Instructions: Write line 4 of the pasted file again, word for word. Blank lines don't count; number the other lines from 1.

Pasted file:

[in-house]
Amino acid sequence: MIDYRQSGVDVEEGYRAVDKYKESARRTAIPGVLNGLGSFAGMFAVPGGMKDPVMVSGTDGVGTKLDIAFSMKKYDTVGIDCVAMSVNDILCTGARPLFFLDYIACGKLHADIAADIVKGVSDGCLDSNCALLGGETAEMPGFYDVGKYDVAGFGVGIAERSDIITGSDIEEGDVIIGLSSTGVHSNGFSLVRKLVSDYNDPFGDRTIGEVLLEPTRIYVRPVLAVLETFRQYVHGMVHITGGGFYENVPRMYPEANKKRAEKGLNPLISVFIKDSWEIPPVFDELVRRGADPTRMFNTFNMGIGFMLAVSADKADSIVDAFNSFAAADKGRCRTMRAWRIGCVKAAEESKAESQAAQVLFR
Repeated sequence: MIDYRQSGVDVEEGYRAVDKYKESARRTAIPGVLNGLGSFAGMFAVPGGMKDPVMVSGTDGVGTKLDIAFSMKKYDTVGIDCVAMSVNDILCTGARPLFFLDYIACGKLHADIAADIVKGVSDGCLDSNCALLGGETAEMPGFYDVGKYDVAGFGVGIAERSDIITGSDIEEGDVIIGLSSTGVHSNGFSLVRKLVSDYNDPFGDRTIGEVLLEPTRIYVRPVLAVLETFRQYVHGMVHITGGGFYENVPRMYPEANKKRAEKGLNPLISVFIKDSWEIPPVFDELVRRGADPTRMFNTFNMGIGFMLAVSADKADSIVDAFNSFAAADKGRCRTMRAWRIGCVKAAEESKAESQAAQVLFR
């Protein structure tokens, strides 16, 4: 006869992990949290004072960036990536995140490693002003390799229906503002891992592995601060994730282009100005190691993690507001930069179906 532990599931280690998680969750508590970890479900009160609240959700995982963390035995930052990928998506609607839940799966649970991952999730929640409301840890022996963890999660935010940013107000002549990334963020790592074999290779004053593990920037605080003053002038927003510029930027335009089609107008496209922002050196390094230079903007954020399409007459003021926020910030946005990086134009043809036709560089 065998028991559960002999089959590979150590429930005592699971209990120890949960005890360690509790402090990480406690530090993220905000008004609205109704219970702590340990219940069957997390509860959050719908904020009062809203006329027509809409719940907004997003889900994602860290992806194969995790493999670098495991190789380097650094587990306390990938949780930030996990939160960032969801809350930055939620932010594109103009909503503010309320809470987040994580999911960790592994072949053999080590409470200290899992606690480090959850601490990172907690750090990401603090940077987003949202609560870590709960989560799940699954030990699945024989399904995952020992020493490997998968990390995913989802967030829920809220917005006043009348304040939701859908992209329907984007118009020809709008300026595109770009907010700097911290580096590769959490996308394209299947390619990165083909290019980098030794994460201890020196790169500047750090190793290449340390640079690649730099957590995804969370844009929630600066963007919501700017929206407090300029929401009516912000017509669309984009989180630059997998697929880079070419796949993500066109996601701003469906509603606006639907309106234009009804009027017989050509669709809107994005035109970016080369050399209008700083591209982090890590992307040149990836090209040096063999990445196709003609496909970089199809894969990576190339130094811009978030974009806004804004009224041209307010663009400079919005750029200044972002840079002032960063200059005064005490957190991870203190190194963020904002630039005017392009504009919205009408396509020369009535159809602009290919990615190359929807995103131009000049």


């Protein structure tokens, strides 16, 4: 006869992990949290004072960036990536995140490693002003390799229906503002891992592995601060994730282009100005190691993690507001930069179906 532990599931280690998680969750508590970890479900009160609240959700995982963390035995930052990928998506609607839940799966649970991952999730929640409301840890022996963890999660935010940013107000002549990334963020790592074999290779004053593990920037605080003053002038927003510029930027335009089609107008496209922002050196390094230079903007954020399409007459003021926020910030946005990086134009043809036709560089 065998028991559960002999089959590979150590429930005592699971209990120890949960005890360690509790402090990480406690530090993220905000008004609205109704219970702590340990219940069957997390509860959050719908904020009062809203006329027509809409719940907004997003889900994602860290992806194969995790493999670098495991190789380097650094587990306390990938949780930030996990939160960032969801809350930055939620932010594109103009909503503010309320809470987040994580999911960790592994072949053999080590409470200290899992606690480090959850601490990172907690750090990401603090940077987003949202609560870590709960989560799940699954030990699945024989399904995952020992020493490997998968990390995913989802967030829920809220917005006043009348304040939701859908992209329907984007118009020809709008300026595109770009907010700097911290580096590769959490996308394209299947390619990165083909290019980098030794994460201890020196790169500047750090190793290449340390640079690649730099957590995804969370844009929630600066963007919501700017929206407090300029929401009516912000017509669309984009989180630059997998697929880079070419796949993500066109996601701003469906509603606006639907309106234009009804009027017989050509669709809107994005035109970016080369050399209008700083591209982090890590992307040149990836090209040096063999990445196709003609496909970089199809894969990576190339130094811009978030974009806004804004009224041209307010663009400079919005750029200044972002840079002032960063200059005064005490957190991870203190190194963020904002630039005017392009504009919205009408396509020369009535159809602009290919990615190359929807995103131009000049």